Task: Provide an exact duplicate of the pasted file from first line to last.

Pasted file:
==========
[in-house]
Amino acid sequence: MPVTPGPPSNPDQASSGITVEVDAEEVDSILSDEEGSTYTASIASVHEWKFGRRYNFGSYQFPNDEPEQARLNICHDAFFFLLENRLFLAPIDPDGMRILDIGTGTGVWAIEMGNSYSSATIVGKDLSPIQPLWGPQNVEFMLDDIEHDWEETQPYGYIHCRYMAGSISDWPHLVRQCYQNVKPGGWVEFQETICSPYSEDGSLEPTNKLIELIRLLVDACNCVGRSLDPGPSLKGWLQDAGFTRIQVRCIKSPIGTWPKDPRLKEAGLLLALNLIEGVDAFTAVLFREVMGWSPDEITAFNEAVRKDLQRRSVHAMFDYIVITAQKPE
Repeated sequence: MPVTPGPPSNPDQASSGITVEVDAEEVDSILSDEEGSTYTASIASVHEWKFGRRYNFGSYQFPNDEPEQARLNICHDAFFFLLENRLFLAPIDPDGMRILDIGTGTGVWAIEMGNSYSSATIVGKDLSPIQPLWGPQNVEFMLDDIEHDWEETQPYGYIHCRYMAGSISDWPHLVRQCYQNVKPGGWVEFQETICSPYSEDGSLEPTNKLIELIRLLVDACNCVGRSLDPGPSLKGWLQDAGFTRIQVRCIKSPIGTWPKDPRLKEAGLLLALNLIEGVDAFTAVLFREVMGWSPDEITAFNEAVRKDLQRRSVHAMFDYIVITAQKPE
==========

[in-house]
Amino acid sequence: MPVTPGPPSNPDQASSGITVEVDAEEVDSILSDEEGSTYTASIASVHEWKFGRRYNFGSYQFPNDEPEQARLNICHDAFFFLLENRLFLAPIDPDGMRILDIGTGTGVWAIEMGNSYSSATIVGKDLSPIQPLWGPQNVEFMLDDIEHDWEETQPYGYIHCRYMAGSISDWPHLVRQCYQNVKPGGWVEFQETICSPYSEDGSLEPTNKLIELIRLLVDACNCVGRSLDPGPSLKGWLQDAGFTRIQVRCIKSPIGTWPKDPRLKEAGLLLALNLIEGVDAFTAVLFREVMGWSPDEITAFNEAVRKDLQRRSVHAMFDYIVITAQKPE
Repeated sequence: MPVTPGPPSNPDQASSGITVEVDAEEVDSILSDEEGSTYTASIASVHEWKFGRRYNFGSYQFPNDEPEQARLNICHDAFFFLLENRLFLAPIDPDGMRILDIGTGTGVWAIEMGNSYSSATIVGKDLSPIQPLWGPQNVEFMLDDIEHDWEETQPYGYIHCRYMAGSISDWPHLVRQCYQNVKPGGWVEFQETICSPYSEDGSLEPTNKLIELIRLLVDACNCVGRSLDPGPSLKGWLQDAGFTRIQVRCIKSPIGTWPKDPRLKEAGLLLALNLIEGVDAFTAVLFREVMGWSPDEITAFNEAVRKDLQRRSVHAMFDYIVITAQKPE